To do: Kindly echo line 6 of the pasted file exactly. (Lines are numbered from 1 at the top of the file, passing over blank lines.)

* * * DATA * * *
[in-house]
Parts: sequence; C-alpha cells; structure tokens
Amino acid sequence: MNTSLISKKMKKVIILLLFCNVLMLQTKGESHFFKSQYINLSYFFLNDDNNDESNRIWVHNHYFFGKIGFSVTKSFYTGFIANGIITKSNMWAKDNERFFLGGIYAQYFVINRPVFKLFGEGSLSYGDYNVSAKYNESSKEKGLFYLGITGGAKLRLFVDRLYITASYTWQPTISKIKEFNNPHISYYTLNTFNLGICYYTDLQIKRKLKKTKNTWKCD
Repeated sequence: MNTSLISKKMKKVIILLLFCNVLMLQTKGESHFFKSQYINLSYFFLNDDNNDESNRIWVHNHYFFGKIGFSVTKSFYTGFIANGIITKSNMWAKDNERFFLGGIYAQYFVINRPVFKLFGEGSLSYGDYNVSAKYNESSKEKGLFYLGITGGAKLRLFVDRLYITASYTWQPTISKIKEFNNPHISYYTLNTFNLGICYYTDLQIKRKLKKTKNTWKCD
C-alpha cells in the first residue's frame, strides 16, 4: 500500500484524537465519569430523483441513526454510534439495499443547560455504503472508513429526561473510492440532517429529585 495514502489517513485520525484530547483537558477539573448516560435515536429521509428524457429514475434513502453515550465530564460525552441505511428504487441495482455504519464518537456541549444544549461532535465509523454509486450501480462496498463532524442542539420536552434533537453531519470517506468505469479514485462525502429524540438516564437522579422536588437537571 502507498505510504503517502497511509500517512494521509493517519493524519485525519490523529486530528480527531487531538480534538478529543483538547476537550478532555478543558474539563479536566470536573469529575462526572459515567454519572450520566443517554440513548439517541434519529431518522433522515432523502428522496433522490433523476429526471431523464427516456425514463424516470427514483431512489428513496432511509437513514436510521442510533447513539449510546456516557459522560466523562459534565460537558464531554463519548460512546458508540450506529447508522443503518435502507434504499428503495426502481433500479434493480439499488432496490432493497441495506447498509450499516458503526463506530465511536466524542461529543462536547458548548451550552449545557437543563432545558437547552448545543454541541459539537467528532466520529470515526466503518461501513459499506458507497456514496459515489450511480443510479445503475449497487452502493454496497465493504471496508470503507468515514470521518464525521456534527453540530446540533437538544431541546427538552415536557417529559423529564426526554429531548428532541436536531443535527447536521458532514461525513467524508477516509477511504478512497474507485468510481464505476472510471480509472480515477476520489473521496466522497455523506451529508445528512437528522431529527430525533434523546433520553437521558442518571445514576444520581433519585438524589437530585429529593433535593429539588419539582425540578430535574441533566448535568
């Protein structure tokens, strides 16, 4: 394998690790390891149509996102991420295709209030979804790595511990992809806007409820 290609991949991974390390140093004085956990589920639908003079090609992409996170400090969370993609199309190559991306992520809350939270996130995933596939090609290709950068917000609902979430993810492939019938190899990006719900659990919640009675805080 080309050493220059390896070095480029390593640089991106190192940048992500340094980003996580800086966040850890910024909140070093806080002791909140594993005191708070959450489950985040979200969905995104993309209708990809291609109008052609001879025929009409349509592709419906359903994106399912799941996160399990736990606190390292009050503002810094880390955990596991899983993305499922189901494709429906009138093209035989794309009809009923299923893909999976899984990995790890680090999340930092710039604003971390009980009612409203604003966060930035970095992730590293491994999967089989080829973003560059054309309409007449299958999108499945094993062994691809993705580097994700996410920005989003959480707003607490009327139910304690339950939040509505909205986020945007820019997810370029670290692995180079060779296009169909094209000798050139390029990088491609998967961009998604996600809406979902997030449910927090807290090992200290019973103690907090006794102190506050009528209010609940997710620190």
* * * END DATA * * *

């Protein structure tokens, strides 16, 4: 394998690790390891149509996102991420295709209030979804790595511990992809806007409820 290609991949991974390390140093004085956990589920639908003079090609992409996170400090969370993609199309190559991306992520809350939270996130995933596939090609290709950068917000609902979430993810492939019938190899990006719900659990919640009675805080 080309050493220059390896070095480029390593640089991106190192940048992500340094980003996580800086966040850890910024909140070093806080002791909140594993005191708070959450489950985040979200969905995104993309209708990809291609109008052609001879025929009409349509592709419906359903994106399912799941996160399990736990606190390292009050503002810094880390955990596991899983993305499922189901494709429906009138093209035989794309009809009923299923893909999976899984990995790890680090999340930092710039604003971390009980009612409203604003966060930035970095992730590293491994999967089989080829973003560059054309309409007449299958999108499945094993062994691809993705580097994700996410920005989003959480707003607490009327139910304690339950939040509505909205986020945007820019997810370029670290692995180079060779296009169909094209000798050139390029990088491609998967961009998604996600809406979902997030449910927090807290090992200290019973103690907090006794102190506050009528209010609940997710620190």